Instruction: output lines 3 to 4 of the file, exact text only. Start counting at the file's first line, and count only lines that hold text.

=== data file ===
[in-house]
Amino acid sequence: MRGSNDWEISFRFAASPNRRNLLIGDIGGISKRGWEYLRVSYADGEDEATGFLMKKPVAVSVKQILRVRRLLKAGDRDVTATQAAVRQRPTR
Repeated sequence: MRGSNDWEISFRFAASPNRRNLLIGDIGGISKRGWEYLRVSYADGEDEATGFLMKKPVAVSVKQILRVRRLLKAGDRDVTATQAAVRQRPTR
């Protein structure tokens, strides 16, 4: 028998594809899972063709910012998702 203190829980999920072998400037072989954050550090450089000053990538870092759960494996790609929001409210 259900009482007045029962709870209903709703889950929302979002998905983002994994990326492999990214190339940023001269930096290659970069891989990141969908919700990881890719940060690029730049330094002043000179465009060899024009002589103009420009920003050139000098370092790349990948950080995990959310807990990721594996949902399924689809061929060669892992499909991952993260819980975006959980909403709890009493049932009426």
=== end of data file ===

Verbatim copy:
Repeated sequence: MRGSNDWEISFRFAASPNRRNLLIGDIGGISKRGWEYLRVSYADGEDEATGFLMKKPVAVSVKQILRVRRLLKAGDRDVTATQAAVRQRPTR
């Protein structure tokens, strides 16, 4: 028998594809899972063709910012998702 203190829980999920072998400037072989954050550090450089000053990538870092759960494996790609929001409210 259900009482007045029962709870209903709703889950929302979002998905983002994994990326492999990214190339940023001269930096290659970069891989990141969908919700990881890719940060690029730049330094002043000179465009060899024009002589103009420009920003050139000098370092790349990948950080995990959310807990990721594996949902399924689809061929060669892992499909991952993260819980975006959980909403709890009493049932009426």